The official blog of the Lung Institute.

The Relationship between Caregiver and Patient

2 Jan 2015
| Under Caregiver, COPD, Lifestyle, Lung Disease, Treatments | Posted by
The Relationship between Caregiver and Patient | Lung Institute

According to the Merriam-Webster Dictionary, the definition of “caregiver” is a person who provides direct help and care for a child, elderly person or someone chronically ill. This simplified explanation does not even begin to comprehend the extent of what a caregiver has to go through. A caregiver is there for a patient day and night, through thick and thin, providing anything that person might need. They are doing what is best for their patient or loved one no matter what.

Caregiving around the Holidays

The holidays can either make the process of caregiving easier or harder. If the person you are caring for is a relative that lives near you, then seeing them often is likely a regular thing for you. If the person you are caring for will be traveling or is not someone you might see over the holidays, keeping in close contact and ensuring proper care can become very difficult. We find that if you will be spending an extensive amount of time away from the person you are caring for, it helps to enlist someone to make sure the patient is cared for. In many cases, this will be a relative of the patient. Contacting them and giving them explicit instructions will help ensure that the patient has a happy and safe holiday.

Getting Help

Being a caregiver doesn’t mean that you have to do it alone. Many people can share in the responsibilities of taking care of a patient or loved one. A major partner in caregiving is the physician and specialists that treat the patient. Keeping in close contact with any person that is providing treatment or medication to the patient can help you make sure the full effect of the treatment is taking hold. Asking questions is key. A physician or pharmacist has no idea what level of knowledge you bring to the table with when you meet with them. There is no question too simple or too fundamental to ask.

A Caregiver’s Plan for the New Year

With a New Year approaching, now is as good a time as any to think about how to be a great caregiver. Here are a few tips we have to help you get started:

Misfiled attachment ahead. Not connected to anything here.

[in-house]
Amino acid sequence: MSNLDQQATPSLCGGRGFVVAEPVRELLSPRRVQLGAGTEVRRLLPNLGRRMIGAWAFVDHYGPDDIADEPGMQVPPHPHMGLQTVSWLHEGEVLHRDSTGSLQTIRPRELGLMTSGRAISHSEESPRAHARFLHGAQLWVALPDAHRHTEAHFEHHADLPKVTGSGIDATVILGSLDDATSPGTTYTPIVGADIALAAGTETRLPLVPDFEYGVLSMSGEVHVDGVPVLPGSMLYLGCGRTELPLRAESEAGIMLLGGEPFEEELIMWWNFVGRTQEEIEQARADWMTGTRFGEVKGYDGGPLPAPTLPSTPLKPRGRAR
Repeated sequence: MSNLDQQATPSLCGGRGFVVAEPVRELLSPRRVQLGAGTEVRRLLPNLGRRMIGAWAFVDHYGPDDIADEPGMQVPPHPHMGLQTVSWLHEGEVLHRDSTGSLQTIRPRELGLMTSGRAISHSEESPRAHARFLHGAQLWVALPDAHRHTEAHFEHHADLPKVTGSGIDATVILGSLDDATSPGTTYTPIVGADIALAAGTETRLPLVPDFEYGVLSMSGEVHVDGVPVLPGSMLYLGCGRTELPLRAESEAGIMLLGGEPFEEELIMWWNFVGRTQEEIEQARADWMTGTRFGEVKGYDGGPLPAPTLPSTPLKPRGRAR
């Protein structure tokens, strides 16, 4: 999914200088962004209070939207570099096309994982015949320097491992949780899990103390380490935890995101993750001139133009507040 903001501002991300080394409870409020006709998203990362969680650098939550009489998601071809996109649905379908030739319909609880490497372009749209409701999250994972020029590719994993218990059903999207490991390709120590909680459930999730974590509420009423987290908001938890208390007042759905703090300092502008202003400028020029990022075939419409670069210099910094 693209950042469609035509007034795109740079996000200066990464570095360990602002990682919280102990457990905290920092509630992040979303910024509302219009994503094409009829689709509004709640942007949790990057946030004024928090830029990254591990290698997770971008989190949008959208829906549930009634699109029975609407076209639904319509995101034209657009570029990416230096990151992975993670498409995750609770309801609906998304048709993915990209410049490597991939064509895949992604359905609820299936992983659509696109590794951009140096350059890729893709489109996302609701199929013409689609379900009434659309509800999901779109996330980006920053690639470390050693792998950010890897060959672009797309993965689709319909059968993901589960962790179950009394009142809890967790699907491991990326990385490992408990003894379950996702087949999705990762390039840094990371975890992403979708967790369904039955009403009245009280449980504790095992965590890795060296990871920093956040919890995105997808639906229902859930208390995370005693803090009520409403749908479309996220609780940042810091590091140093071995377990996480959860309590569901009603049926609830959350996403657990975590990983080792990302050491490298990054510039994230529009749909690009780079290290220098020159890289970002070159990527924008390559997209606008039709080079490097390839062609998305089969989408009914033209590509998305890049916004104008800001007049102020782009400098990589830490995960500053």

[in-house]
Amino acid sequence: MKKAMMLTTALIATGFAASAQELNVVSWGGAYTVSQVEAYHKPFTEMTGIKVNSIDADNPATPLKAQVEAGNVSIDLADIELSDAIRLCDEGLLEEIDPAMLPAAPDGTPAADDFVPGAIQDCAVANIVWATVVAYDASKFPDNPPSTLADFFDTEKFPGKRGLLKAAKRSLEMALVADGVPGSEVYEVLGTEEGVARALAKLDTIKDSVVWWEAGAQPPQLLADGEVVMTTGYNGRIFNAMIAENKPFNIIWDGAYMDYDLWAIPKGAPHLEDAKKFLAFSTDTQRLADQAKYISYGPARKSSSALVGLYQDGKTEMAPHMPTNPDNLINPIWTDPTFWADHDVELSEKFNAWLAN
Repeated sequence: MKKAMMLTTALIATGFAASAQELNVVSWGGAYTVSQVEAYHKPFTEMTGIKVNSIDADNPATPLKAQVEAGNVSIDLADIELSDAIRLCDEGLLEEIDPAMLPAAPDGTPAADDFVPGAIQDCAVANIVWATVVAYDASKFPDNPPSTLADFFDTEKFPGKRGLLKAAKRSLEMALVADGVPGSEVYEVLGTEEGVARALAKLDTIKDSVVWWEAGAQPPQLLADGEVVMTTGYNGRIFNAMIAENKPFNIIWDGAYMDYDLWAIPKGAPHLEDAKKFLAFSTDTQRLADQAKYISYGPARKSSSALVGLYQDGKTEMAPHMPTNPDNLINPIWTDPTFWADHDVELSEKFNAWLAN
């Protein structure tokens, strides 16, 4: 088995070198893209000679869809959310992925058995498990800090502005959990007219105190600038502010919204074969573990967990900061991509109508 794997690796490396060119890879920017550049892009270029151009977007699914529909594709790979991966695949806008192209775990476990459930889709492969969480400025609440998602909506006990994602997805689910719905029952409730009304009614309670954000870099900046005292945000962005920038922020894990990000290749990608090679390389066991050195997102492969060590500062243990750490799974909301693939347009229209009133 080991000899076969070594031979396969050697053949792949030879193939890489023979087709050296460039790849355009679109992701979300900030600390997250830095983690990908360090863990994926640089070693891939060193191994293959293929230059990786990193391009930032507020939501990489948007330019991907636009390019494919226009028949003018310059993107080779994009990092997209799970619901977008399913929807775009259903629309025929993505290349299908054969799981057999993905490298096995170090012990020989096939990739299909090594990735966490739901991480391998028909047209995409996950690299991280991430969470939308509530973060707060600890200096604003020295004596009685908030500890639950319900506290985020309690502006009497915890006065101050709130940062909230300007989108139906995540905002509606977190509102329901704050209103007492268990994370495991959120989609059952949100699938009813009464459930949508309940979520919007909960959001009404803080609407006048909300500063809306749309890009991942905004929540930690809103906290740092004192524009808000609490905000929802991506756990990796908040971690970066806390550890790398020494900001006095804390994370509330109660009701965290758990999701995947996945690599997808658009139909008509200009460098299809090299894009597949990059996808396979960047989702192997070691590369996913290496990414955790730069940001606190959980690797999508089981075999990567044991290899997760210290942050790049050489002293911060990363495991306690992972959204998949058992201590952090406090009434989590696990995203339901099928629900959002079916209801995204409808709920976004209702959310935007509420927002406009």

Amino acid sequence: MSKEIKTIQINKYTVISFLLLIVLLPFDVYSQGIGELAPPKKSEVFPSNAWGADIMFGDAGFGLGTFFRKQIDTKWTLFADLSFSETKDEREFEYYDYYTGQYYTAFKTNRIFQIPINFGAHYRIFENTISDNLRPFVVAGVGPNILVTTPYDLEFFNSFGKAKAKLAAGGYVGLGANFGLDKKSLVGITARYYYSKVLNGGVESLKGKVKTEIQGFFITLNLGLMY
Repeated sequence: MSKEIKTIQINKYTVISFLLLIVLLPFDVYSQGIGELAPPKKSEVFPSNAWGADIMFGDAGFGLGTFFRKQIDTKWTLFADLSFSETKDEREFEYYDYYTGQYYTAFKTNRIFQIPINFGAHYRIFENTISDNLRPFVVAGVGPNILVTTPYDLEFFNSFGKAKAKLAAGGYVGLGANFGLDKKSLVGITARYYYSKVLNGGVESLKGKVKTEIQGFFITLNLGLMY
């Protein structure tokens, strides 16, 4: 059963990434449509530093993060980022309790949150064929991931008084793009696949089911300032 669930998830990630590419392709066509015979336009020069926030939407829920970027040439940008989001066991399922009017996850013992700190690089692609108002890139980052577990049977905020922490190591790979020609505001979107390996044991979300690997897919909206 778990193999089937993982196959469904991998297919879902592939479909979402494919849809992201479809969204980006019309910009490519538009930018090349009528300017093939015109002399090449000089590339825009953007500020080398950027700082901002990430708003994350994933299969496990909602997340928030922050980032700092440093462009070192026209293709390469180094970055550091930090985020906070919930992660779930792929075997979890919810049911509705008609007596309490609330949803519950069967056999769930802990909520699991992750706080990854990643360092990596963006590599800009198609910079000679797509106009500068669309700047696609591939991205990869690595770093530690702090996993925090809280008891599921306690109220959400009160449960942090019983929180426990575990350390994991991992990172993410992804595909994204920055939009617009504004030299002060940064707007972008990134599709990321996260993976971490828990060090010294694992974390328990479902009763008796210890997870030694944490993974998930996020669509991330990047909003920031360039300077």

• Take care of yourself too. Oftentimes, caregivers are so focused on taking care of the patient or loved one that they lose sight of their own health. Eat healthy, make time for exercise and be sure you’re getting enough rest each night.
  • Have your own goals. You are a smart, incredibly strong, compassionate and giving person with your own life goals and dreams. Take up a hobby in your spare time. Have you always wanted to learn how to paint? Now is the time. Remember that project you said you would do? Get started.
  • Join a support group. Take to the internet and look up a local support group in your area. You will be able to connect with people in similar situations, make friends that understand and might even be able to find some extra help
  • Wait an hour. Individuals who are dealing with chronic pain and discomfort can often take their bad mood out on those around them. If you’re caring for someone that is especially snappy with you, take it with a grain of salt. Patients often report feeling guilty when they take their pain out on others, especially their caregiver. Remember, the pain associated with lung disease is very real and can sometimes cloud your patient’s manners and emotions. If your patient or loved one snaps at you, give it an hour and then talk about it.

If you or someone you’re caring for has chronic obstructive pulmonary disease (COPD) or another chronic lung disease, the Lung Institute may be able to help. To learn more about treatment optionscontact us or call 888-745-6697.

*For more information, go to www.LungInstitute.com/Results.

All claims made regarding the efficacy of Lung Institute's treatments as they pertain to pulmonary conditions are based solely on anecdotal support collected by Lung Institute. Individual conditions, treatment and outcomes may vary and are not necessarily indicative of future results. Testimonial participation is voluntary. Lung Institute does not pay for or script patient testimonials.

As required by Texas state law, the Lung Institute Dallas Clinic has received Institutional Review Board (IRB) approval from MaGil IRB, now Chesapeake IRB, which is fully accredited by the Association for the Accreditation of Human Research Protection Program (AAHRPP), for research protocols and procedures. The Lung Institute has implemented these IRB approved standards at all of its clinics nationwide. Approval indicates that we follow rigorous standards for ethics, quality, and protections for human research.

Each patient is different. Results may vary.